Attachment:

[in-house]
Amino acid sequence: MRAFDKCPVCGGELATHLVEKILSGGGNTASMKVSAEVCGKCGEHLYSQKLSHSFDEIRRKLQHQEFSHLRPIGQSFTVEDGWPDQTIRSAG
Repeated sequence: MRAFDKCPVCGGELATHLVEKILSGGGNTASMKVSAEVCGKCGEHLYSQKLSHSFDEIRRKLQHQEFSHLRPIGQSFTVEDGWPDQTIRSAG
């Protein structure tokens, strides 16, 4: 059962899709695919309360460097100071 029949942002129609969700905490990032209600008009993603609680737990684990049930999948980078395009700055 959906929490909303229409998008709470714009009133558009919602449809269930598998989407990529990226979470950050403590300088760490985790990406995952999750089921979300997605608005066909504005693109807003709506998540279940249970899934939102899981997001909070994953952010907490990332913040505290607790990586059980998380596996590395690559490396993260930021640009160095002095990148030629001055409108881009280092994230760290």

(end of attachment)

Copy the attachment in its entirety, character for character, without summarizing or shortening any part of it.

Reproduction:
[in-house]
Amino acid sequence: MRAFDKCPVCGGELATHLVEKILSGGGNTASMKVSAEVCGKCGEHLYSQKLSHSFDEIRRKLQHQEFSHLRPIGQSFTVEDGWPDQTIRSAG
Repeated sequence: MRAFDKCPVCGGELATHLVEKILSGGGNTASMKVSAEVCGKCGEHLYSQKLSHSFDEIRRKLQHQEFSHLRPIGQSFTVEDGWPDQTIRSAG
């Protein structure tokens, strides 16, 4: 059962899709695919309360460097100071 029949942002129609969700905490990032209600008009993603609680737990684990049930999948980078395009700055 959906929490909303229409998008709470714009009133558009919602449809269930598998989407990529990226979470950050403590300088760490985790990406995952999750089921979300997605608005066909504005693109807003709506998540279940249970899934939102899981997001909070994953952010907490990332913040505290607790990586059980998380596996590395690559490396993260930021640009160095002095990148030629001055409108881009280092994230760290």